Friday, 21 June 2013

Scottish orchids

Or to be more precise, orchids in Scotland.

I'm a fan of Scottish botanical gardens, with their wealth of history, partly inspired by squadrons of intrepid plant hunters.

To make the occasion of the launch of Dark Interlude, a post-World War One romantic mystery set in Scotland, I've collected up a few of my favourite orchid photos snapped north of the border on my many trips.

The first batch is from the fabulous Glasgow gardens. The second is from the newly refurbished glasshouses in the Royal Botanical Gardens, Edinburgh.

While all the trips were fun, some were definitely for research purposes. Am I lucky one!

Both are the most wonderful place to visit, steeped in botanical lore, with the most elegant glasshouses in the country. I might even prefer them to Kew.

A little bit of history. Glasgow Botanic Gardens is an Arboretum and public park located in the West End of Glasgow, Scotland. It features several glasshouses, the most notable of which is the stunning Kibble Palace. The gardens were created in 1817, and run by the Royal Botanic Institution of Glasgow (founded by Thomas Hopkirk of Dalbeth), and were intended to supply the University of Glasgow. William Hooker was regius professor of botany at Glasgow University, and contributed to the development of the Botanic Gardens before his appointment to the directorship of Kew Gardens in London. The gardens were originally used for concerts and other events, and in 1891 the gardens were incorporated into the Parks and Gardens of the City of Glasgow.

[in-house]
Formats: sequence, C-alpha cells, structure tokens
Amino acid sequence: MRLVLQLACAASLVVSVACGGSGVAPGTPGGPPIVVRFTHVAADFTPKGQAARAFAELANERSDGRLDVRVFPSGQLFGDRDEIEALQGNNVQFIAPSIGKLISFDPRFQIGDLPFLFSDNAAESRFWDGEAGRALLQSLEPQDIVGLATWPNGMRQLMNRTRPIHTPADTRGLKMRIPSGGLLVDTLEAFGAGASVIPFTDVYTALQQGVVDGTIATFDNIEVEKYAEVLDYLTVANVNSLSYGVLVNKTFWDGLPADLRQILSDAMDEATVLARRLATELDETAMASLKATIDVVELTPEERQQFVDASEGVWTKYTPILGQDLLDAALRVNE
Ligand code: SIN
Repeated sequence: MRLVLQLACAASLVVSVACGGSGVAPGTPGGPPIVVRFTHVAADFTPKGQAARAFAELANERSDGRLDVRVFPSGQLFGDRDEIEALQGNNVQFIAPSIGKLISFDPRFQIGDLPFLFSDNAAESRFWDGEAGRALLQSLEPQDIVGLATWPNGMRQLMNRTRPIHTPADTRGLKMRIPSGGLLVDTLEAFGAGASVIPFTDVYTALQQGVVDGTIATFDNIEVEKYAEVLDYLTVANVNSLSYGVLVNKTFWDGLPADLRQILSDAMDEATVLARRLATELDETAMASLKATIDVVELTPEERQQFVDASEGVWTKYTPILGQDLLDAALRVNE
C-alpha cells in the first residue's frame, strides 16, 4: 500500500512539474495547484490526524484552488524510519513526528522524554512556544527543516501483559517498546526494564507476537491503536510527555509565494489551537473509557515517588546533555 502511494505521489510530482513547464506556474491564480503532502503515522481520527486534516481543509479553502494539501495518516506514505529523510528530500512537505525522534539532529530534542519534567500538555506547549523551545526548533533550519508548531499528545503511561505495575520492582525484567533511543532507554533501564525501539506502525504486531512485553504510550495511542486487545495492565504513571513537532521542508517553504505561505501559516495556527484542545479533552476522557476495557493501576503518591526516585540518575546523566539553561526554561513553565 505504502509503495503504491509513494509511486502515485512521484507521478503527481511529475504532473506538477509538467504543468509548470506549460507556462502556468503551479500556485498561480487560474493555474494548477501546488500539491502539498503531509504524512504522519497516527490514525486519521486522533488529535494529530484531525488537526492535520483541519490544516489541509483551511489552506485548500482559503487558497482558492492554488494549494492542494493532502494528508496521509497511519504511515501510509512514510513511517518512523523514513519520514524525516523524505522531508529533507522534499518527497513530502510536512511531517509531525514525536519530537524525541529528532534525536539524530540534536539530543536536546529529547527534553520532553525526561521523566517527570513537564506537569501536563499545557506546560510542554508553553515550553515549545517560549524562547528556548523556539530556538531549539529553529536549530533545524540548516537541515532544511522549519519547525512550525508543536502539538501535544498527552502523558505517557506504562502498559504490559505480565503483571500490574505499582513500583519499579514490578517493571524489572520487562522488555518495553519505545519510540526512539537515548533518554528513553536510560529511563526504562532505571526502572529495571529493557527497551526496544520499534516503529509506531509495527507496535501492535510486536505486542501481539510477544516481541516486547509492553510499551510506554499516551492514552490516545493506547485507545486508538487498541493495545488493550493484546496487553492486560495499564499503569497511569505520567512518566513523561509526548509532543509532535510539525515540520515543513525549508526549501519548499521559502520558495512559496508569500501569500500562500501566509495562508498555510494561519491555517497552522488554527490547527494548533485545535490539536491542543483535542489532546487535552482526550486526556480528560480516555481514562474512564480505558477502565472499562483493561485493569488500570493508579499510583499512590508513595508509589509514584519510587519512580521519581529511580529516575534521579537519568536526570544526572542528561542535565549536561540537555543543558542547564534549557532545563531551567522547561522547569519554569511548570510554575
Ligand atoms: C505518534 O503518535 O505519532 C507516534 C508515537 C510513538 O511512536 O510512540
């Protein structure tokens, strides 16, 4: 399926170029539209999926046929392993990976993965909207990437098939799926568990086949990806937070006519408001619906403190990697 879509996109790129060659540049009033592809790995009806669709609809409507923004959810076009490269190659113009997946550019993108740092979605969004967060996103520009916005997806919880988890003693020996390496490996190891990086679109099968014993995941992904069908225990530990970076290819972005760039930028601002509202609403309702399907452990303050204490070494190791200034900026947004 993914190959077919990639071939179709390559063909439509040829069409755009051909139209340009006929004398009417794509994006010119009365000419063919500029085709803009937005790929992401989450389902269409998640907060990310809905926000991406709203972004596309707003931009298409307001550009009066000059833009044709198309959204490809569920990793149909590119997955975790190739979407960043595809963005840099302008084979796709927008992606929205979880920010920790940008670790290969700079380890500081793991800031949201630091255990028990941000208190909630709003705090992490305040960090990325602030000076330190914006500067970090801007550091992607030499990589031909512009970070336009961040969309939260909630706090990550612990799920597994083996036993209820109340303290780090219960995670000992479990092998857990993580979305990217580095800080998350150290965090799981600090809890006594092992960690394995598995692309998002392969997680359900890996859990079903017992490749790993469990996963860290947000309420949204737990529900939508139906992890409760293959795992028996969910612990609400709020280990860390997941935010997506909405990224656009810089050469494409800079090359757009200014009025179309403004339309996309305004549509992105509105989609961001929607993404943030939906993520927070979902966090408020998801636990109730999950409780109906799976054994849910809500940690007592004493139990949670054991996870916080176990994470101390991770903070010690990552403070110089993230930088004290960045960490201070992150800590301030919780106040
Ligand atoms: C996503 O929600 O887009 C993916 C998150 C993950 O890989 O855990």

The Royal Botanic Garden Edinburgh is a scientific centre for the study of plants, their diversity and conservation, as well as a popular tourist attraction. Originally founded in 1670 as a physic garden to grow medicinal plants, today it occupies four sites across Scotland - Edinburgh, Dawyck, Logan and Benmore - each with its own specialist collection. The RBGE's living collection consists of more than 13,302 plant species, (34,422 accessions) whilst the herbarium contains in excess of three million preserved specimens.
In future posts, I’ll share some photographs from some notable European botanical gardens, from Tromsø to Heidelberg.

By Pamela Kelt

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